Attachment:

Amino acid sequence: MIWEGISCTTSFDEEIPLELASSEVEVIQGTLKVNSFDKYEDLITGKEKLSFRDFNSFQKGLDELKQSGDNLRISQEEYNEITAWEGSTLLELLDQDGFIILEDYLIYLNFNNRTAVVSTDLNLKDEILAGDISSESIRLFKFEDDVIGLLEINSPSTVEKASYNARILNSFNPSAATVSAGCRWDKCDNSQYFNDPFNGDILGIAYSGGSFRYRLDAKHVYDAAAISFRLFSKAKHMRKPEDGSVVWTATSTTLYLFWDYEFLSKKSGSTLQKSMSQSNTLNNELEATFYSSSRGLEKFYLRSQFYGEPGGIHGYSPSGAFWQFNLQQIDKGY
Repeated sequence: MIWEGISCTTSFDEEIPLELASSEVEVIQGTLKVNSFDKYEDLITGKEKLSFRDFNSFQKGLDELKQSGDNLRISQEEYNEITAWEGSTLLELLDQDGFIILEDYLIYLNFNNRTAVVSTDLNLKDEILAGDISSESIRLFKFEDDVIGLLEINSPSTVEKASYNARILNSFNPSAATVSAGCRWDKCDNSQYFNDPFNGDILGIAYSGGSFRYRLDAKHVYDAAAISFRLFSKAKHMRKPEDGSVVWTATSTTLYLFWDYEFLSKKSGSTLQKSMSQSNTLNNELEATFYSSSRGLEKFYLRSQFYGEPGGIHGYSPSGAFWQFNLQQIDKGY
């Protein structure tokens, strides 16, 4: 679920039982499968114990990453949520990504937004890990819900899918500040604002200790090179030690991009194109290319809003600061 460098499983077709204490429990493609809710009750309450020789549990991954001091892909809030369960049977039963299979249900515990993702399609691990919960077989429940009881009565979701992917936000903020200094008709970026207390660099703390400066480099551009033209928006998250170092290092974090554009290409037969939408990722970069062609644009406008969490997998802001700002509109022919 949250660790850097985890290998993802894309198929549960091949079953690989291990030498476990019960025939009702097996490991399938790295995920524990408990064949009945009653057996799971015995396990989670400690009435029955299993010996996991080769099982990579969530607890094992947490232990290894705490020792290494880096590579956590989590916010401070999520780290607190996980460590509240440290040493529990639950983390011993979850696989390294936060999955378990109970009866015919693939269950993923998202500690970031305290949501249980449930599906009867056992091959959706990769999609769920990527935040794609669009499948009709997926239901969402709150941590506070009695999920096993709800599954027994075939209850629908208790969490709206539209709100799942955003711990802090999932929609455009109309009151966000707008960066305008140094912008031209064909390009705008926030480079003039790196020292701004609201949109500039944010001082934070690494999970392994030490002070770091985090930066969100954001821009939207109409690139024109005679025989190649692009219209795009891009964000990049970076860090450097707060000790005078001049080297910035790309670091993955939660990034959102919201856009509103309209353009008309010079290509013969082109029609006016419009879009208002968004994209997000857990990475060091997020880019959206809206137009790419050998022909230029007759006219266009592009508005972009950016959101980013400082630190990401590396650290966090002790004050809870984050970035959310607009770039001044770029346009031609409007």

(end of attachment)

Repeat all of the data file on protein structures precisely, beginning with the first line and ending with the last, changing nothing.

Amino acid sequence: MIWEGISCTTSFDEEIPLELASSEVEVIQGTLKVNSFDKYEDLITGKEKLSFRDFNSFQKGLDELKQSGDNLRISQEEYNEITAWEGSTLLELLDQDGFIILEDYLIYLNFNNRTAVVSTDLNLKDEILAGDISSESIRLFKFEDDVIGLLEINSPSTVEKASYNARILNSFNPSAATVSAGCRWDKCDNSQYFNDPFNGDILGIAYSGGSFRYRLDAKHVYDAAAISFRLFSKAKHMRKPEDGSVVWTATSTTLYLFWDYEFLSKKSGSTLQKSMSQSNTLNNELEATFYSSSRGLEKFYLRSQFYGEPGGIHGYSPSGAFWQFNLQQIDKGY
Repeated sequence: MIWEGISCTTSFDEEIPLELASSEVEVIQGTLKVNSFDKYEDLITGKEKLSFRDFNSFQKGLDELKQSGDNLRISQEEYNEITAWEGSTLLELLDQDGFIILEDYLIYLNFNNRTAVVSTDLNLKDEILAGDISSESIRLFKFEDDVIGLLEINSPSTVEKASYNARILNSFNPSAATVSAGCRWDKCDNSQYFNDPFNGDILGIAYSGGSFRYRLDAKHVYDAAAISFRLFSKAKHMRKPEDGSVVWTATSTTLYLFWDYEFLSKKSGSTLQKSMSQSNTLNNELEATFYSSSRGLEKFYLRSQFYGEPGGIHGYSPSGAFWQFNLQQIDKGY
């Protein structure tokens, strides 16, 4: 679920039982499968114990990453949520990504937004890990819900899918500040604002200790090179030690991009194109290319809003600061 460098499983077709204490429990493609809710009750309450020789549990991954001091892909809030369960049977039963299979249900515990993702399609691990919960077989429940009881009565979701992917936000903020200094008709970026207390660099703390400066480099551009033209928006998250170092290092974090554009290409037969939408990722970069062609644009406008969490997998802001700002509109022919 949250660790850097985890290998993802894309198929549960091949079953690989291990030498476990019960025939009702097996490991399938790295995920524990408990064949009945009653057996799971015995396990989670400690009435029955299993010996996991080769099982990579969530607890094992947490232990290894705490020792290494880096590579956590989590916010401070999520780290607190996980460590509240440290040493529990639950983390011993979850696989390294936060999955378990109970009866015919693939269950993923998202500690970031305290949501249980449930599906009867056992091959959706990769999609769920990527935040794609669009499948009709997926239901969402709150941590506070009695999920096993709800599954027994075939209850629908208790969490709206539209709100799942955003711990802090999932929609455009109309009151966000707008960066305008140094912008031209064909390009705008926030480079003039790196020292701004609201949109500039944010001082934070690494999970392994030490002070770091985090930066969100954001821009939207109409690139024109005679025989190649692009219209795009891009964000990049970076860090450097707060000790005078001049080297910035790309670091993955939660990034959102919201856009509103309209353009008309010079290509013969082109029609006016419009879009208002968004994209997000857990990475060091997020880019959206809206137009790419050998022909230029007759006219266009592009508005972009950016959101980013400082630190990401590396650290966090002790004050809870984050970035959310607009770039001044770029346009031609409007």